Memorial Service for John Hick
March 6, 2012 — 6:41

Author: Yujin Nagasawa  Category: News  Tags: ,   Comments: Off

On behalf of John Hick’s daughter Ele:
For any queries please contact her directly (inclusivelearninglancs@gmail.com ).
My brothers and I would like to thank you all for the wonderful support we have received from you all. The messages we have received have been so generous and we have particularly appreciated that you speak so warmly of John the friend and person you knew as well as John the academic, scholar and philosopher.
I shall be collecting up all of those tributes and messages which will be posted on John’s website in due course. A life well lived without doubt!
My brothers and I wish to make an open invitation to friends, colleagues and students of John’s work to attend a memorial service for John to take place on Friday May 11th at Carrs Lane Church Centre, Birmingham B4 7SX. It will be at 2pm.
We are still working on the details but wanted to give you the date as soon as possible. One reason for choosing this particular venue is that is large enough to enable all who wish to attend to do so. The other reason is that he had long associations with Carrs Lane.
We anticipate that we will invite a small number of speakers to reflect on John’s life and work and will then hold a Quaker service (meeting) reflecting his choice of worship. Refreshments will be available after the service and hopefully plenty of opportunity for family, friends and colleagues to meet and talk together.
I will be in touch in due course with final details, maps etc. In the meanwhile, if you know you are likely to attend or know of others who intend to come, it would be helpful to know.
Ele Hick (inclusivelearninglancs@gmail.com)

In Memoriam: John Hick (1922-2012)
February 10, 2012 — 8:11

Author: Yujin Nagasawa  Category: Uncategorized  Tags: , , ,   Comments: 28

John small.JPG
I am very sorry to have to tell you that John Hick passed away yesterday evening. According to his son Pete, John died peacefully in his arms. We had John’s 90th birthday only three weeks ago.
John was Danforth Professor of Philosophy of Religion at Claremont Graduate University and H. G. Wood Professor of Theology at the University of Birmingham. He delivered Gifford Lectures in 1986-7 and he was awarded the Grawemeyer Award for Religion in 1991. He was best known for his work on the problem of evil, religious pluralism, eschatology and Christology. He published numerous books including Faith and Knowledge, Evil and the God of Love, Death and the Eternal Life, An Interpretation of Religion, The Metaphor of God Incarnate and Between Faith and Doubt. John was also highly respected in Birmingham for his community service in the areas of civil rights and inter-faith/inter-race relations.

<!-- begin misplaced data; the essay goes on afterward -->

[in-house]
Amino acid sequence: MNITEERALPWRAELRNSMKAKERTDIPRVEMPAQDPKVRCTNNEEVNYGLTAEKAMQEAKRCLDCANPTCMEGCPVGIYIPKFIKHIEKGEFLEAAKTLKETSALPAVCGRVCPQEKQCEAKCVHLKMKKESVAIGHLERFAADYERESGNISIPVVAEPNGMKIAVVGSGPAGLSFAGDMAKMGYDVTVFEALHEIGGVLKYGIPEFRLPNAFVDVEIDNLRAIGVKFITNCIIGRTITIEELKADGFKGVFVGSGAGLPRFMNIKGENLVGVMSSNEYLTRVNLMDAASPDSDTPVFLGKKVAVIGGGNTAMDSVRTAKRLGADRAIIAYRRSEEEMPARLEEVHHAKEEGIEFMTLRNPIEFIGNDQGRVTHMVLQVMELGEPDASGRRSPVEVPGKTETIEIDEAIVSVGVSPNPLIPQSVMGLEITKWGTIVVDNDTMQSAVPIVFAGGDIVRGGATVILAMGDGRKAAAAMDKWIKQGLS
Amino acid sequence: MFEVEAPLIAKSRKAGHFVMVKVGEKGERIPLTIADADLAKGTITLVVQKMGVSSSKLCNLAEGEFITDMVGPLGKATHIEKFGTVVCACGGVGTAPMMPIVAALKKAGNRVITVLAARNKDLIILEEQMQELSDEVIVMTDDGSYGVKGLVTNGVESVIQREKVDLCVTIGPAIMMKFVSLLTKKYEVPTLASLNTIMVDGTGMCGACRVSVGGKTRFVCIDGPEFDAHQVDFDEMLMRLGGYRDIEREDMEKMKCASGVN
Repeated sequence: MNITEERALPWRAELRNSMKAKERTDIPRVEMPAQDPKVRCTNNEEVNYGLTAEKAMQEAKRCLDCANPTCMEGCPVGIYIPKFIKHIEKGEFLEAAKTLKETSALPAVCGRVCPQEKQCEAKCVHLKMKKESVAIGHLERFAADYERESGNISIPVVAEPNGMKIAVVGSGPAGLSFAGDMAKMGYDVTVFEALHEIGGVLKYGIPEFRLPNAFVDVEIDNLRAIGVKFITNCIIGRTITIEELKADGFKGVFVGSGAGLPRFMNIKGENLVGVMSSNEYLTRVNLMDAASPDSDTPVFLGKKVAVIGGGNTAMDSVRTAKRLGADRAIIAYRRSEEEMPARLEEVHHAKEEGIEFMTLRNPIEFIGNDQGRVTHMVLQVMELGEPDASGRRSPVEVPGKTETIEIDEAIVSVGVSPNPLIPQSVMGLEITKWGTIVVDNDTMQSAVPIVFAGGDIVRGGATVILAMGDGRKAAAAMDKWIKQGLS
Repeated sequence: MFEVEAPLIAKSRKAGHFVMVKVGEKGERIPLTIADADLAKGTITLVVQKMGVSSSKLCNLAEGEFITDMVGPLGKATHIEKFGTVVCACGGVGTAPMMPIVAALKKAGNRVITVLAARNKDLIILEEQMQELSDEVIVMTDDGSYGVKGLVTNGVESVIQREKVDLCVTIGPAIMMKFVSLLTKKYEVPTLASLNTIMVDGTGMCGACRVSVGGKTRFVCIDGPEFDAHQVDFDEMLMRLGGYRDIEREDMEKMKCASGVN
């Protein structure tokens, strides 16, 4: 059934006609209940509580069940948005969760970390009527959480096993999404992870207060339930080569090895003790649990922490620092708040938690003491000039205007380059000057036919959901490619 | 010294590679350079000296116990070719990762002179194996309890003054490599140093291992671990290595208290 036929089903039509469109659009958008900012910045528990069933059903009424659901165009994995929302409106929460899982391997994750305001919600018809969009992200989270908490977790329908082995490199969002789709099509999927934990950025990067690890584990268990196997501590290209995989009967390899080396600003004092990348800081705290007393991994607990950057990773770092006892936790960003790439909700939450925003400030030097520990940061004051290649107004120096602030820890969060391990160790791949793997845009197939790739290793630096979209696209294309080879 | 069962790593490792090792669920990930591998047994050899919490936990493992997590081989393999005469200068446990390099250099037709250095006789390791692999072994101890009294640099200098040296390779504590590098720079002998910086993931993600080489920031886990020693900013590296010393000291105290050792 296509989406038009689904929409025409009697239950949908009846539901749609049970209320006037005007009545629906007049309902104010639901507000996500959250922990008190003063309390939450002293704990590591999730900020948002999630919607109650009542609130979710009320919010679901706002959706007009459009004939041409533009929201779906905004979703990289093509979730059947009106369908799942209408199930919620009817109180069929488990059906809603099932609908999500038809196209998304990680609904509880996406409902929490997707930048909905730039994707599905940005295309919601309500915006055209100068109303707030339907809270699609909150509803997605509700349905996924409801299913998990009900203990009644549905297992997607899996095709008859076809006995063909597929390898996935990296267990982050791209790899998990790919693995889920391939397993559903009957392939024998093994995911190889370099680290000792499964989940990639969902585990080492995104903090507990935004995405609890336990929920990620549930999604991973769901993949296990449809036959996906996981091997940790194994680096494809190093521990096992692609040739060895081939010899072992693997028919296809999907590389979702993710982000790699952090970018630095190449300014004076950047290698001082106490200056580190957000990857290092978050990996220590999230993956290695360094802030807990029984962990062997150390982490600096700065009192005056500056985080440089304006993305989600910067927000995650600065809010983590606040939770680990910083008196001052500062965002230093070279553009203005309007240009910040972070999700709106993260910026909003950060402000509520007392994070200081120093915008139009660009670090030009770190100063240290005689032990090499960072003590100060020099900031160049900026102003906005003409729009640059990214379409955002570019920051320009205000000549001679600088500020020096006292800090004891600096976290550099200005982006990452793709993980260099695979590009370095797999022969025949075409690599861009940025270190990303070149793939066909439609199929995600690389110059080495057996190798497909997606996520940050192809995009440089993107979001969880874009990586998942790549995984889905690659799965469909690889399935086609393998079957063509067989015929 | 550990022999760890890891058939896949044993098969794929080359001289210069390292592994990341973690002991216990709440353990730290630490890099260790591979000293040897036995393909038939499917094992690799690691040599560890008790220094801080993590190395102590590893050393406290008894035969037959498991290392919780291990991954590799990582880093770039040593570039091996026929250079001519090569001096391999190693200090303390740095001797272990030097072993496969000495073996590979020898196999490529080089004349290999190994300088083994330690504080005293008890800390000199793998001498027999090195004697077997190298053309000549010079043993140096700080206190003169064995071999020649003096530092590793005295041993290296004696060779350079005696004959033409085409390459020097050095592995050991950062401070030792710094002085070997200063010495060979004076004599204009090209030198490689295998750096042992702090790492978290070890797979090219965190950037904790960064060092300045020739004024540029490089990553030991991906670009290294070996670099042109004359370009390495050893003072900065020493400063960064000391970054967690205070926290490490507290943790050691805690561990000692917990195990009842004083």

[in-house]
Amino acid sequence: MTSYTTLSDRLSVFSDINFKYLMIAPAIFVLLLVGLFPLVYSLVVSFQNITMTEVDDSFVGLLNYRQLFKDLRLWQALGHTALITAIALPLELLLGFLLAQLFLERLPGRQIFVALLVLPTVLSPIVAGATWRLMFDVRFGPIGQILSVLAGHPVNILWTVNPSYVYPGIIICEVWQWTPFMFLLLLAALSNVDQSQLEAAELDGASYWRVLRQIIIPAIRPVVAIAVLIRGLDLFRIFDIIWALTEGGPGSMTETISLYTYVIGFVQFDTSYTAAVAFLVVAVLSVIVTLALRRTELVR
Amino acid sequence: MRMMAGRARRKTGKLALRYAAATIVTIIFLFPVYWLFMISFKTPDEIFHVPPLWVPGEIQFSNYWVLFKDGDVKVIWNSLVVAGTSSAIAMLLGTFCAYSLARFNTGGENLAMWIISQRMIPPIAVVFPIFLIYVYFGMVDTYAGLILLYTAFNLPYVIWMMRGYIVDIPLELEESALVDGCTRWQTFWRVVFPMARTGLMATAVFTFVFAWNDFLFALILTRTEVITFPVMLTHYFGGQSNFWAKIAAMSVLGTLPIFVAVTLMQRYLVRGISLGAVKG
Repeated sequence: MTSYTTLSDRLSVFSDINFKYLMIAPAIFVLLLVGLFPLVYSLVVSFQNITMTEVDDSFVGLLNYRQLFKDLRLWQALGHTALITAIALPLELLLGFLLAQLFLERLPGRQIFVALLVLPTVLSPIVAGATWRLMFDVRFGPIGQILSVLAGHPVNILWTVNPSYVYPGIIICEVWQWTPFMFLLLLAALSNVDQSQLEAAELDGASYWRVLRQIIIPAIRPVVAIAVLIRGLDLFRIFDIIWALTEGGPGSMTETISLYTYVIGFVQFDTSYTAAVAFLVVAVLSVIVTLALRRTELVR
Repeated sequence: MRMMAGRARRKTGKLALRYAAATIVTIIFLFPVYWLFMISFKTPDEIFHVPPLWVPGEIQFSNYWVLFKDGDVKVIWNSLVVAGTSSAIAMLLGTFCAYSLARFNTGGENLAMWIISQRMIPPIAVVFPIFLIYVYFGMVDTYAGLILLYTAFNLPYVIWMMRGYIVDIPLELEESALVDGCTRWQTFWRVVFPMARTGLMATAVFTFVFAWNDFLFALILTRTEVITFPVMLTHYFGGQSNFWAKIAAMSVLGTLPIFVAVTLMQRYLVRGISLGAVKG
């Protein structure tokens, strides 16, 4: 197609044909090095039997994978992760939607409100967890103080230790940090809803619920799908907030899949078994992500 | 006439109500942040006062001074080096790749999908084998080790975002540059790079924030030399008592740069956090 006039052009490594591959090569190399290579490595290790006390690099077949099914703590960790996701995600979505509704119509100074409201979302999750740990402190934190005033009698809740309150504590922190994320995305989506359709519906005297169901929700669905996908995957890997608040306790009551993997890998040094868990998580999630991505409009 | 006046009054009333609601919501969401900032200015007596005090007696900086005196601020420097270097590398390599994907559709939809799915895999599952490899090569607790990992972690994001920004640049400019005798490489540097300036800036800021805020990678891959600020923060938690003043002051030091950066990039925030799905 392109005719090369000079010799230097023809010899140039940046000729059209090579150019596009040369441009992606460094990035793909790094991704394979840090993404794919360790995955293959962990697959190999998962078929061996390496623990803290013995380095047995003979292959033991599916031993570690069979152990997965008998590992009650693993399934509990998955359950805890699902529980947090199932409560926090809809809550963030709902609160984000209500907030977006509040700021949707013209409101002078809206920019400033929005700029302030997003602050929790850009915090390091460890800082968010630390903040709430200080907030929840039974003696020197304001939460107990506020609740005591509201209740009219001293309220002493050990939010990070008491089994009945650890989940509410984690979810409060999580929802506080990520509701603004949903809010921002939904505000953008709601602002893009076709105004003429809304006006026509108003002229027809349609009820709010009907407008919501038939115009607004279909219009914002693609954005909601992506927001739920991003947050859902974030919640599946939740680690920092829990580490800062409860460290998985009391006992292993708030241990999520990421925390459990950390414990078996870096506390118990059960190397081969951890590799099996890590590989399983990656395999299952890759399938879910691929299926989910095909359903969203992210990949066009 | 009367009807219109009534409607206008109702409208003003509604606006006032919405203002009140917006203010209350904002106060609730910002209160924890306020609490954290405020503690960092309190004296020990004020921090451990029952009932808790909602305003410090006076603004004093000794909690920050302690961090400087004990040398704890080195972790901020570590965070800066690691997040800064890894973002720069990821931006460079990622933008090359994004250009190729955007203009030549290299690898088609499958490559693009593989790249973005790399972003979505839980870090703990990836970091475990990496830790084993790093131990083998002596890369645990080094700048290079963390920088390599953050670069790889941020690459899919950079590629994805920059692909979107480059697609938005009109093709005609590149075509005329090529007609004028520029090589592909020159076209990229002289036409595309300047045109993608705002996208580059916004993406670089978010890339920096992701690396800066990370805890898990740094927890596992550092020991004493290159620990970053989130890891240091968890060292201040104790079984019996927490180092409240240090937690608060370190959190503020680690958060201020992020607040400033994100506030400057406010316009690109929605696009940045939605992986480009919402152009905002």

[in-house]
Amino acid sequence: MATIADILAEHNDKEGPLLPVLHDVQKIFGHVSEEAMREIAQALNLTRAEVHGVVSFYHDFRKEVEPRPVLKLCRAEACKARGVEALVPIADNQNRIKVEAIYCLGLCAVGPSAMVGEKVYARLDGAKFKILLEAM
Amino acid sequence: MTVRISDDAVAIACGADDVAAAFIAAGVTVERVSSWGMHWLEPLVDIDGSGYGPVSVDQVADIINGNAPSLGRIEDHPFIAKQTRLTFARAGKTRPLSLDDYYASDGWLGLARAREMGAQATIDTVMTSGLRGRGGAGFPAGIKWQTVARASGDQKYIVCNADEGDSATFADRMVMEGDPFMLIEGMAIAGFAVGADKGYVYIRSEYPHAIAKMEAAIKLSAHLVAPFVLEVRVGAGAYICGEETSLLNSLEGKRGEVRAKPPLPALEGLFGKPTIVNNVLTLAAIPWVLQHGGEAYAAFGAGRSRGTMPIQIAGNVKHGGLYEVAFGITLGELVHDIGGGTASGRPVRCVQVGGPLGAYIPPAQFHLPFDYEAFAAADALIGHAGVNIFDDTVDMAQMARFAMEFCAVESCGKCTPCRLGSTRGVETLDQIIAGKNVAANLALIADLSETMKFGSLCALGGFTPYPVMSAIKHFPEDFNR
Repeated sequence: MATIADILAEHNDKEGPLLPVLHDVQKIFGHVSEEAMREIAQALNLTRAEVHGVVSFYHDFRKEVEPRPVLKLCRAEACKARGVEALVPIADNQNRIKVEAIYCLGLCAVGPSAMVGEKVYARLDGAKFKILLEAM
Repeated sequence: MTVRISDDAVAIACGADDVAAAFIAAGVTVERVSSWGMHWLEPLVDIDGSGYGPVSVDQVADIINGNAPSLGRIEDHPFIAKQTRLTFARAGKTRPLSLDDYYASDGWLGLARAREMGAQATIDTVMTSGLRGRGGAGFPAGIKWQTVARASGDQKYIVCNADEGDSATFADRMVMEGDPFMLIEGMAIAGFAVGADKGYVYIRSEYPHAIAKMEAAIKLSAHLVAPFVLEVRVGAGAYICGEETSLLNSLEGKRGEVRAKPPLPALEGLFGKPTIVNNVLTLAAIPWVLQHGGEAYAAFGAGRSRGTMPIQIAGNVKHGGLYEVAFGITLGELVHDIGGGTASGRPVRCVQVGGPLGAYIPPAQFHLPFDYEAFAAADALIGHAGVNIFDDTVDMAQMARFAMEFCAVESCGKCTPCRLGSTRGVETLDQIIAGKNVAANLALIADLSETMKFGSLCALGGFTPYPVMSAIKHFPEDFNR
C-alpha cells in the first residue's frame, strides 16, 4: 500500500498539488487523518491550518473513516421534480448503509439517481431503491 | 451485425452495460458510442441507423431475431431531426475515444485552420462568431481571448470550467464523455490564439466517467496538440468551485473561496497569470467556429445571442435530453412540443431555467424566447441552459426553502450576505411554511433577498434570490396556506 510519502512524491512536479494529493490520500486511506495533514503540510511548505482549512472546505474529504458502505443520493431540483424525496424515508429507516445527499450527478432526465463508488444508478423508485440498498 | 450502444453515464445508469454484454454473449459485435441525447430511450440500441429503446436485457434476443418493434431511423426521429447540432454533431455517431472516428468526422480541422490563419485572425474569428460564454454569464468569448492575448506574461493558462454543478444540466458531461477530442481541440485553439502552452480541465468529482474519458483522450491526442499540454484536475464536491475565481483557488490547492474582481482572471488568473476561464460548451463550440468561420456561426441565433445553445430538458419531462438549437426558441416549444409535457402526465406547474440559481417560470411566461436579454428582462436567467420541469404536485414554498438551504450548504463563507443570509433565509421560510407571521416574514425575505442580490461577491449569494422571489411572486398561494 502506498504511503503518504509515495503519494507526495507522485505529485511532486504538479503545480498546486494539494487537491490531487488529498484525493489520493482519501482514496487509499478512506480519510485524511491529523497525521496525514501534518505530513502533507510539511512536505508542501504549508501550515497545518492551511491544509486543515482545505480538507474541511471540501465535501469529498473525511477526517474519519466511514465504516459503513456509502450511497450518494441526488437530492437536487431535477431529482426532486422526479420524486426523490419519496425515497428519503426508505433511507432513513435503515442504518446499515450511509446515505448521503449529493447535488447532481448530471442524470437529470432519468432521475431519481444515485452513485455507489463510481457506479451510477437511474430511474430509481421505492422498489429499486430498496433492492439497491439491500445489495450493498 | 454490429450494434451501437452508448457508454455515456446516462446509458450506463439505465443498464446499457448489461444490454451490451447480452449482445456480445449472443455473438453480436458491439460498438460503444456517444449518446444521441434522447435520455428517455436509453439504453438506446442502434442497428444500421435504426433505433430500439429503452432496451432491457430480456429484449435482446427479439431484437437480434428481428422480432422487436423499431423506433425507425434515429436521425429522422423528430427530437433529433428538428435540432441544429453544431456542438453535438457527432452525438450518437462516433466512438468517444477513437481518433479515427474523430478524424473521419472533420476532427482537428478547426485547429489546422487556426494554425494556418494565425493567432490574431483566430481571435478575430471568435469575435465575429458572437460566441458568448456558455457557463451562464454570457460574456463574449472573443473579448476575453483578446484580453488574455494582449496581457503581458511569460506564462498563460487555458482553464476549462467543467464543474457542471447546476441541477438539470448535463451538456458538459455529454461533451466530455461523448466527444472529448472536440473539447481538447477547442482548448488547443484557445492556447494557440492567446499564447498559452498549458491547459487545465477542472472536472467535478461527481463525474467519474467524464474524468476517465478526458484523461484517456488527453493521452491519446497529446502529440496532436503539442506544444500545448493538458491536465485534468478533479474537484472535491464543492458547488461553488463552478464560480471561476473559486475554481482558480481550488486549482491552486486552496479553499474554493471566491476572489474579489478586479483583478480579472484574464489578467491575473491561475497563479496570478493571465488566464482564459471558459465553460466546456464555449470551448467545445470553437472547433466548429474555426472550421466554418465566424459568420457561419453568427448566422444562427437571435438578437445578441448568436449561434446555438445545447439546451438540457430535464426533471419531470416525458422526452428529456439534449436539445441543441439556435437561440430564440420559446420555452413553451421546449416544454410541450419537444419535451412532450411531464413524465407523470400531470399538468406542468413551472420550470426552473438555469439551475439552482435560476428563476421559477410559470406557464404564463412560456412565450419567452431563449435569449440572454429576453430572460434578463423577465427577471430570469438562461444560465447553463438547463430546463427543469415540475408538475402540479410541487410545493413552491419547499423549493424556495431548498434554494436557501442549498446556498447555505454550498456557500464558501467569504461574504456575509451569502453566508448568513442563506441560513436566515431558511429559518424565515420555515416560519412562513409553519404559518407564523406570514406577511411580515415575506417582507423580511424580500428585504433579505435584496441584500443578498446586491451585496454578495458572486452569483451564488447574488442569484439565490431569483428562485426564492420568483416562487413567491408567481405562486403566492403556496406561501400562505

Last year the University of Birmingham awarded him an honorary doctorate and launched the John Hick Centre for Philosophy of Religion in honour of him. His last public speech can be watched here.
He will be greatly missed by all who knew him.
We will provide further details as they become available.

New Philosophy of Religion Centre at the University of Birmingham
June 10, 2011 — 13:35

Author: Yujin Nagasawa  Category: News  Tags: , , , ,   Comments: 3

We are pleased to launch the John Hick Centre for Philosophy of Religion at the University of Birmingham, UK.
The mission of the centre is to foster excellence in teaching and research in the philosophy of religion from a global perspective. We aim to be a top research centre in the philosophy of religion in Europe. The Centre is located in the School of Philosophy, Theology and Religion and is dedicated to promote critical thinking about the metaphysical, epistemological and moral questions concerning religion, belief, and reality.
The activities of the Centre include a regular seminar for staff and students, a visiting speaker programme, academic conferences, collaboration with other scholars (nationally and internationally) in developing research projects, and postgraduate teaching to nurture the next generation of philosophers of religion.
The Centre is named after John Hick, Emeritus H. G. Wood Professor of Theology at the University of Birmingham. Hick is one of the most prominent philosophers of religion in our time and his work has been extremely influential for the last half century. Hick is also highly respected in Birmingham for his community service in the areas of civil rights and inter-faith/inter-race relations.
Centre website: http://www.birmingham.ac.uk/research/activity/philosophyofreligion/index.aspx